As governments around the world step up their fiscal packages to counter the economic fallout from the COVID-19 outbreak, the Chinese government is also following the same path. On March 27, the Chinese Communist Party Politburo meeting committed to strengthen anti-cyclical measures, including further proactive fiscal policies, a higher fiscal deficit, and lower market interest rates, given the rising risk of a sustained recession.
This latest move reflects the widening concerns over a sustained weakness in the Chinese economy, despite the success in taking COVID-19 under control domestically. China is now facing two major risks from the global virus outbreak. Firstly, in order to prevent a second domestic outbreak caused by imported infections, China has stopped most international flights. Social distancing measures have also been strengthened in major cities after a transient loosening. Businesses are still facing challenges in terms of cash flows and employment, particularly in the service sectors. Secondly, as international economies are widely impacted by lockdowns, Chinese exporters are facing risks of large-scale order cancellations. This will lead to under-utilization of capacity and layoffs in manufacturing sectors, especially in the coastal provinces.
Given these challenges, expanded fiscal and monetary stimulus is necessary to prevent further slides in growth and employment. The next stage of stimulus may include:
1) A higher budget deficit ratio (3.5% in 2020 vs. 2.8% in 2019) to support tax reduction, consumption subsidies, and transfer payments to the impoverished population. Given the low debt ratio of the central government (below 17% of GDP in 2019), the deficit will be financed by issuance of special central government debt.
2) More infrastructure investment financed by issuance of local government special bonds. Net special bond issuance may reach RMB 2.5trillion in 2020 (vs. RMB 2.05trillion in 2019). Meanwhile, financing conditions may loosen to help local governments and their financing platforms borrow in the financial market.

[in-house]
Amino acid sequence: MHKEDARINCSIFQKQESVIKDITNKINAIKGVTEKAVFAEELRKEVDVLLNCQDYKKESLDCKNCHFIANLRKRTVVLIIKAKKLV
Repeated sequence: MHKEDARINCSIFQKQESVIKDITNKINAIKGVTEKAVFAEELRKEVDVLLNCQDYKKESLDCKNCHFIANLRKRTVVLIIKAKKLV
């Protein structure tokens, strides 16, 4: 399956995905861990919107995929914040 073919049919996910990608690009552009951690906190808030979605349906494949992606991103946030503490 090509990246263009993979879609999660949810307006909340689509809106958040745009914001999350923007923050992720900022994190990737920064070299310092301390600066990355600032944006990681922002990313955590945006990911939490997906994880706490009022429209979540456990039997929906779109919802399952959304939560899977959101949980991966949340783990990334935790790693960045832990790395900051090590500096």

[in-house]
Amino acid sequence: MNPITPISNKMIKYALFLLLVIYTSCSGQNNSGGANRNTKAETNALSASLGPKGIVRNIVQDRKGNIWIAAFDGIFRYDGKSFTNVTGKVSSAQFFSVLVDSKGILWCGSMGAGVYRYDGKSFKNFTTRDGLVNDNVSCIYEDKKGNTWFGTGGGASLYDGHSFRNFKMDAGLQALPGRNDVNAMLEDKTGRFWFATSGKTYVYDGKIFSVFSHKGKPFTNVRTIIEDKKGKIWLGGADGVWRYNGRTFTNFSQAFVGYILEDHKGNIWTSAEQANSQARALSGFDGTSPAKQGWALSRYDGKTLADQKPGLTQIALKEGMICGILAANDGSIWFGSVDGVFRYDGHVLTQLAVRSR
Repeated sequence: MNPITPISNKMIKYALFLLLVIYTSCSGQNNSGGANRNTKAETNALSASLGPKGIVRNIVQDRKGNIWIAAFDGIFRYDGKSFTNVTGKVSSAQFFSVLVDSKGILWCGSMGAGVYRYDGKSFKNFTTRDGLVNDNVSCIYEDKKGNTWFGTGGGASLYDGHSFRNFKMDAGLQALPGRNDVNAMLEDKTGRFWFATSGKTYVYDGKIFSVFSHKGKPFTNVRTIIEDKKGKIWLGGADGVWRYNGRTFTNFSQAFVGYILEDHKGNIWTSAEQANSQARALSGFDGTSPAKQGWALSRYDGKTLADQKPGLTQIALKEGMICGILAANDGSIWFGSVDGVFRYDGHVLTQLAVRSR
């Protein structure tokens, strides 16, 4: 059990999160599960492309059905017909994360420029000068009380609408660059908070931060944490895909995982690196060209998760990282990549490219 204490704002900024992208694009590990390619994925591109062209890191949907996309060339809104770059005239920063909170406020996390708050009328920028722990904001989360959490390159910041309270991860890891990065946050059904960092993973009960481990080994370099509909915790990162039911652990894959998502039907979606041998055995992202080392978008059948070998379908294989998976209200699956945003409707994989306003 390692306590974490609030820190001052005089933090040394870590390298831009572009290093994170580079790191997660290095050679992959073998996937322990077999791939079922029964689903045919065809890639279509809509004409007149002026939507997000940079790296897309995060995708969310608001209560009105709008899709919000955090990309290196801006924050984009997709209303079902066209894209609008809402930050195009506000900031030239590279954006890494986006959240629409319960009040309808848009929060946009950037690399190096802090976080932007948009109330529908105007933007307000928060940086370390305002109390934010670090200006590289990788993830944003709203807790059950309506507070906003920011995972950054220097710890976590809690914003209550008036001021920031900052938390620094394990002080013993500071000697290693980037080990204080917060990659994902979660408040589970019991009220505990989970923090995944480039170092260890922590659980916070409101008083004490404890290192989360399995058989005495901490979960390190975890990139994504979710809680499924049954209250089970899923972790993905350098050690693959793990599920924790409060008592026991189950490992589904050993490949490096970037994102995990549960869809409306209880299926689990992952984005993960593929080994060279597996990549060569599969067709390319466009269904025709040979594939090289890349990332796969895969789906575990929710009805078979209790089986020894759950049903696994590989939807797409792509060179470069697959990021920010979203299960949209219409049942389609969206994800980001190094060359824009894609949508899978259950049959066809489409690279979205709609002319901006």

3) Further monetary easing to support government and business financing. Subject to legal restrictions, the People’s Bank of China (PBoC) cannot directly purchase government and corporate bonds from the market. To support banks' bond purchases, the PBoC introduced a variety of relending schemes (Medium-term Lending Facility (MLF), Standing Lending Facility, Priority Sector Lending (PSL), and Short-term Liquidity Operations), which are mainly collateralized by banks’ holdings of government and corporate bonds. Contrary to the clear purchase targets set by the U.S. Federal Reserve and the European Central Bank, the PBoC keeps the scale of its liquidity injection discretionary. So far, these operations remain moderate, although the PBoC may ramp up volume and lower rates when faced with rising growth pressure.
EXHIBIT 1: China’s fiscal balance*
On March 30, the PBoC cut its 7-day reverse repo rate by 20 basis points (bps), which lowered short-term financing cost for banks. Since Loan Prime Rates (LPR) are still above 4% (4.05% for 1-year and 4.75% for 5-year), the next step may be further cuts to the MLF rate (probably up to 50bps this year), so as to guide LPR rates down and support long-term lending. Meanwhile, the PBoC may also cut the Reserve Requirement Ratio and expand its MLF or PSL operations to provide sufficient liquidity and facilitate banks’ government bond purchases and loans for small and medium-sized enterprises.
As a result of the escalated stimulus, Chinese augmented fiscal deficit, an indicator to gauge the resources mobilized by the government, could reach 14.2% of nominal GDP in this year, in comparison to the ratio of 12.5% in 2019. On the other hand, to allow policy flexibility and avoid excessive stimulus and debt building, the authority may tolerate a lower growth rate this year. As a result, a specific qualitative growth target may not be announced as usual during the annual National People’s Congress session. Instead, qualitative targets, such as to “maintain stable economic growth and employment”, may be stated.
Given the high uncertainties in global virus transmissions and economic growth, a defensive portfolio diversified across regions and asset classes is still essential for investors to control risk. During the policy easing cycle, Chinese government and quasi-government bonds may continue to benefit from declining interest rates. In addition, as risk-free rates have dropped towards zero in the U.S., Chinese bond yields are increasingly attractive for foreign investors. These factors may enhance the function of Chinese bonds as a defensive and income-generating asset.